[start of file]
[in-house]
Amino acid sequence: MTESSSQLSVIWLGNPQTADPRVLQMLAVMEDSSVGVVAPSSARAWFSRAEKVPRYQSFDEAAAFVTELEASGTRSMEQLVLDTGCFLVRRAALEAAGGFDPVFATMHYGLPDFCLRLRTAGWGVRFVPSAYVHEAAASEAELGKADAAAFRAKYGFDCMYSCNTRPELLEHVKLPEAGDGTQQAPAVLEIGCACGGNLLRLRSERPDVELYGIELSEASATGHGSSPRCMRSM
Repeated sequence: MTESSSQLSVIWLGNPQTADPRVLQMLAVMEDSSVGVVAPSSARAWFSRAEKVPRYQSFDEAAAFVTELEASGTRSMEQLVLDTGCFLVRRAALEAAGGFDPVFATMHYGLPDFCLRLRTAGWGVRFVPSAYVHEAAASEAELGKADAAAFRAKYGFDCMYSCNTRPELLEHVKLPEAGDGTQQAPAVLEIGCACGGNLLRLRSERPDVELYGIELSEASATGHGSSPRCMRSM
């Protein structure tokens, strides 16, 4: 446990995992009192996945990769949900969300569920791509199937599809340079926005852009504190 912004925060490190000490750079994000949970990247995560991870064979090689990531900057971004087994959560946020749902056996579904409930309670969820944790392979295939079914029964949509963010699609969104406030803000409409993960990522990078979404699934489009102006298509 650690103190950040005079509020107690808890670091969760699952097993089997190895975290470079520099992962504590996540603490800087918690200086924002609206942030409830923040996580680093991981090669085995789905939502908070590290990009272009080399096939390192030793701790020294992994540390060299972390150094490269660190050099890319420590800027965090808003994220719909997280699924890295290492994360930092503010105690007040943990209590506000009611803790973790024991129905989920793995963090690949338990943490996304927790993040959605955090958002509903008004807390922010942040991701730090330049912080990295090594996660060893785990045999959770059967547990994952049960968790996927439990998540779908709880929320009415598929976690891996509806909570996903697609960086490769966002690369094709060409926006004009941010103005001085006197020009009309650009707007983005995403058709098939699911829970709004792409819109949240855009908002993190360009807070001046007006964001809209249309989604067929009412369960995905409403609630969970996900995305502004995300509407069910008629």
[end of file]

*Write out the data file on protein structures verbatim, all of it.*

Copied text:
[in-house]
Amino acid sequence: MTESSSQLSVIWLGNPQTADPRVLQMLAVMEDSSVGVVAPSSARAWFSRAEKVPRYQSFDEAAAFVTELEASGTRSMEQLVLDTGCFLVRRAALEAAGGFDPVFATMHYGLPDFCLRLRTAGWGVRFVPSAYVHEAAASEAELGKADAAAFRAKYGFDCMYSCNTRPELLEHVKLPEAGDGTQQAPAVLEIGCACGGNLLRLRSERPDVELYGIELSEASATGHGSSPRCMRSM
Repeated sequence: MTESSSQLSVIWLGNPQTADPRVLQMLAVMEDSSVGVVAPSSARAWFSRAEKVPRYQSFDEAAAFVTELEASGTRSMEQLVLDTGCFLVRRAALEAAGGFDPVFATMHYGLPDFCLRLRTAGWGVRFVPSAYVHEAAASEAELGKADAAAFRAKYGFDCMYSCNTRPELLEHVKLPEAGDGTQQAPAVLEIGCACGGNLLRLRSERPDVELYGIELSEASATGHGSSPRCMRSM
């Protein structure tokens, strides 16, 4: 446990995992009192996945990769949900969300569920791509199937599809340079926005852009504190 912004925060490190000490750079994000949970990247995560991870064979090689990531900057971004087994959560946020749902056996579904409930309670969820944790392979295939079914029964949509963010699609969104406030803000409409993960990522990078979404699934489009102006298509 650690103190950040005079509020107690808890670091969760699952097993089997190895975290470079520099992962504590996540603490800087918690200086924002609206942030409830923040996580680093991981090669085995789905939502908070590290990009272009080399096939390192030793701790020294992994540390060299972390150094490269660190050099890319420590800027965090808003994220719909997280699924890295290492994360930092503010105690007040943990209590506000009611803790973790024991129905989920793995963090690949338990943490996304927790993040959605955090958002509903008004807390922010942040991701730090330049912080990295090594996660060893785990045999959770059967547990994952049960968790996927439990998540779908709880929320009415598929976690891996509806909570996903697609960086490769966002690369094709060409926006004009941010103005001085006197020009009309650009707007983005995403058709098939699911829970709004792409819109949240855009908002993190360009807070001046007006964001809209249309989604067929009412369960995905409403609630969970996900995305502004995300509407069910008629």